Purpose of review: This article provides a synopsis of the current understanding of the pathophysiology of anxiety disorders, the biological and environmental risk factors that contribute to their development and maintenance, a review of the Diagnostic and Statistical Manual of Mental Disorders, Fifth Edition (DSM-5) diagnostic criteria, and a practical approach to the treatment of anxiety disorders in adults.
Recent findings: Despite the ubiquity of anxiety, the evidence is that most individuals with an anxiety disorder are not identified and do not receive guideline-level care. In part, this may be because of the manifold clinical presentations of anxiety disorders and clinicians' lack of confidence in accurately diagnosing and treating these conditions, especially in nonpsychiatric settings. Anxiety disorders represent the complex interplay between biological, psychological, temperamental, and environmental factors. Converging lines of evidence point to dysfunction in regulating activity in the "threat circuit" in the brain as a putative common pathophysiology underlying anxiety disorders. Evidence-based treatments for anxiety disorders, such as cognitive-behavioral therapy and antidepressant medications, have been shown to regulate activity in this circuit, which consists of reciprocal connections between the dorsomedial prefrontal cortex, insula, and amygdala.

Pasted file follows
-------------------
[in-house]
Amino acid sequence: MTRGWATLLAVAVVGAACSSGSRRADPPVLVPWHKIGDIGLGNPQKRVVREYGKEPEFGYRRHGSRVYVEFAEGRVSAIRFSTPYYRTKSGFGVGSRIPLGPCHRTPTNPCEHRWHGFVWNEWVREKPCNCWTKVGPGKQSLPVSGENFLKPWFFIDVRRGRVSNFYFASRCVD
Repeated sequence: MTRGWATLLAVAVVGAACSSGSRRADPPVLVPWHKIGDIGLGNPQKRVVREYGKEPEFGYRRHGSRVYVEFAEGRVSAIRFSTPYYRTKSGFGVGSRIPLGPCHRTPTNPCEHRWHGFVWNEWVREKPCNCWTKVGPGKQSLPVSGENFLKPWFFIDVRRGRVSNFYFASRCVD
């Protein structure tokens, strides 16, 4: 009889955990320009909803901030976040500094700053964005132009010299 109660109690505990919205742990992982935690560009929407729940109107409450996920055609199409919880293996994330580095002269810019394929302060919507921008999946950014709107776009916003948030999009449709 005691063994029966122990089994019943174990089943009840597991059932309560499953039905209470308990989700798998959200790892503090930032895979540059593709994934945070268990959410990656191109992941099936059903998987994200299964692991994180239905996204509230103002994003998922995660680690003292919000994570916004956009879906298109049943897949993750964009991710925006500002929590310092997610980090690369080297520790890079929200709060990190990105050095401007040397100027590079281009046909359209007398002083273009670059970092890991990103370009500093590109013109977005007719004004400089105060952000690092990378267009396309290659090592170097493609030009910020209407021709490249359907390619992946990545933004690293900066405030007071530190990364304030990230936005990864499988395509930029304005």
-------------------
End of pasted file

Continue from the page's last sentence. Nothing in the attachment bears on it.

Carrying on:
Summary: Anxiety disorders are the most common class of emotional disorders and a leading cause of disability worldwide. A variety of effective treatment strategies are available, which may exert their therapeutic benefits from top-down or bottom-up modulation of the dysfunctional brain activity associated with anxiety disorders.